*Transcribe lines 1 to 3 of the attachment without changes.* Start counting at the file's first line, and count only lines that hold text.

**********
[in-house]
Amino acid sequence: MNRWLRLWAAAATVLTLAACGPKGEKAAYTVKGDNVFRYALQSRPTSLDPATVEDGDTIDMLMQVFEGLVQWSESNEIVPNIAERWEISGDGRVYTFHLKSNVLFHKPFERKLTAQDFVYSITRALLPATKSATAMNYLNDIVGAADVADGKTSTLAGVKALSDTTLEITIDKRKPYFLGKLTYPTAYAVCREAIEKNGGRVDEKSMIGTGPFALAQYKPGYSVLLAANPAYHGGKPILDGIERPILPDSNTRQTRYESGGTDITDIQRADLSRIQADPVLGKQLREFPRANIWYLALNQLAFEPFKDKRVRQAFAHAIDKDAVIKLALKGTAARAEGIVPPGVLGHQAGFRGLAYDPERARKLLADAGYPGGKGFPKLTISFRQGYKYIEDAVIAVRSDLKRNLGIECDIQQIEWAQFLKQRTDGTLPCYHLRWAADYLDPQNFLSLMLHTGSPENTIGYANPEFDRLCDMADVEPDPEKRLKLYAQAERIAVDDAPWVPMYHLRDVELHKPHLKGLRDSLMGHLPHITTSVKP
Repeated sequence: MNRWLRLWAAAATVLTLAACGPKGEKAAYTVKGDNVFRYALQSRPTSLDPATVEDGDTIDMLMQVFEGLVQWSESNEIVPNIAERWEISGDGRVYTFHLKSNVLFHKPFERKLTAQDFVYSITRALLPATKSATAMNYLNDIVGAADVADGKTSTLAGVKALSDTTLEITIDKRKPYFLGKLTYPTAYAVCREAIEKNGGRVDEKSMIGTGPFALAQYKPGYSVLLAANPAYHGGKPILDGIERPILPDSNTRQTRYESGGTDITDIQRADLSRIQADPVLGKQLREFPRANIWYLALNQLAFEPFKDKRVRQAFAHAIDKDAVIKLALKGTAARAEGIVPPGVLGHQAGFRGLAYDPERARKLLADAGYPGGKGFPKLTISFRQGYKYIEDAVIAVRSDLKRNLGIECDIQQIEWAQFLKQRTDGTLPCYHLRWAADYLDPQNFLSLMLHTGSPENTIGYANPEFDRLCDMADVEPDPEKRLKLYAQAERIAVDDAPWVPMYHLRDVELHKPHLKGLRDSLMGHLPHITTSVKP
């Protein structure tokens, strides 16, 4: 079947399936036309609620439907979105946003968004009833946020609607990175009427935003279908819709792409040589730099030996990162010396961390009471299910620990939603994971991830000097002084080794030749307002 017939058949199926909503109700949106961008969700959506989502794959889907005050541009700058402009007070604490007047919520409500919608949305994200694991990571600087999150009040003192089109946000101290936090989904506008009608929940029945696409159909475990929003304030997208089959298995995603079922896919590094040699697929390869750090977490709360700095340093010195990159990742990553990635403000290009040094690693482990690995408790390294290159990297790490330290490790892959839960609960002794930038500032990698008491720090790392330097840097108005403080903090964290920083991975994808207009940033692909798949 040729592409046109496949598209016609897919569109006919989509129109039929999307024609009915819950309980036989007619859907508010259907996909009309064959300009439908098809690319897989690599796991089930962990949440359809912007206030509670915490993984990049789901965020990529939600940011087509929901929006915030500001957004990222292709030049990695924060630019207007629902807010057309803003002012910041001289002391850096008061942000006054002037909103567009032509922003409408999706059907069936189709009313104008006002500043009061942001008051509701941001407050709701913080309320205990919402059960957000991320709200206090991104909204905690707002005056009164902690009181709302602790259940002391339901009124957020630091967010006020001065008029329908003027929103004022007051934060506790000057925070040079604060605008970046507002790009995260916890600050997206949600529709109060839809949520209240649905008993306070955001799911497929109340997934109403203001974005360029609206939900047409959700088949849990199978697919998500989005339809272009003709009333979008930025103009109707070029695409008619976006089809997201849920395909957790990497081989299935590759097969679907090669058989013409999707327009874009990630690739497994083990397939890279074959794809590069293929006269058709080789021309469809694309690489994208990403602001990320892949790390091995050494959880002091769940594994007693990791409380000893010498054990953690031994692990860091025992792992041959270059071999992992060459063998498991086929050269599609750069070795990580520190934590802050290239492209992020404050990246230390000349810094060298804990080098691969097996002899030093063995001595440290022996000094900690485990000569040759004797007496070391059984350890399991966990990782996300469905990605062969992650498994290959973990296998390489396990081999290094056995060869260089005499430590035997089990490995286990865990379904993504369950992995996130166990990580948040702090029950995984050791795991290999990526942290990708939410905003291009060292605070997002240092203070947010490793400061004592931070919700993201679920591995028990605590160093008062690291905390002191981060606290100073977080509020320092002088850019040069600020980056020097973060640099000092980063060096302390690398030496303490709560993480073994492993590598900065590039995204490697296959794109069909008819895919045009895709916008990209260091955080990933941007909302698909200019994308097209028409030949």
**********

[in-house]
Amino acid sequence: MNRWLRLWAAAATVLTLAACGPKGEKAAYTVKGDNVFRYALQSRPTSLDPATVEDGDTIDMLMQVFEGLVQWSESNEIVPNIAERWEISGDGRVYTFHLKSNVLFHKPFERKLTAQDFVYSITRALLPATKSATAMNYLNDIVGAADVADGKTSTLAGVKALSDTTLEITIDKRKPYFLGKLTYPTAYAVCREAIEKNGGRVDEKSMIGTGPFALAQYKPGYSVLLAANPAYHGGKPILDGIERPILPDSNTRQTRYESGGTDITDIQRADLSRIQADPVLGKQLREFPRANIWYLALNQLAFEPFKDKRVRQAFAHAIDKDAVIKLALKGTAARAEGIVPPGVLGHQAGFRGLAYDPERARKLLADAGYPGGKGFPKLTISFRQGYKYIEDAVIAVRSDLKRNLGIECDIQQIEWAQFLKQRTDGTLPCYHLRWAADYLDPQNFLSLMLHTGSPENTIGYANPEFDRLCDMADVEPDPEKRLKLYAQAERIAVDDAPWVPMYHLRDVELHKPHLKGLRDSLMGHLPHITTSVKP
Repeated sequence: MNRWLRLWAAAATVLTLAACGPKGEKAAYTVKGDNVFRYALQSRPTSLDPATVEDGDTIDMLMQVFEGLVQWSESNEIVPNIAERWEISGDGRVYTFHLKSNVLFHKPFERKLTAQDFVYSITRALLPATKSATAMNYLNDIVGAADVADGKTSTLAGVKALSDTTLEITIDKRKPYFLGKLTYPTAYAVCREAIEKNGGRVDEKSMIGTGPFALAQYKPGYSVLLAANPAYHGGKPILDGIERPILPDSNTRQTRYESGGTDITDIQRADLSRIQADPVLGKQLREFPRANIWYLALNQLAFEPFKDKRVRQAFAHAIDKDAVIKLALKGTAARAEGIVPPGVLGHQAGFRGLAYDPERARKLLADAGYPGGKGFPKLTISFRQGYKYIEDAVIAVRSDLKRNLGIECDIQQIEWAQFLKQRTDGTLPCYHLRWAADYLDPQNFLSLMLHTGSPENTIGYANPEFDRLCDMADVEPDPEKRLKLYAQAERIAVDDAPWVPMYHLRDVELHKPHLKGLRDSLMGHLPHITTSVKP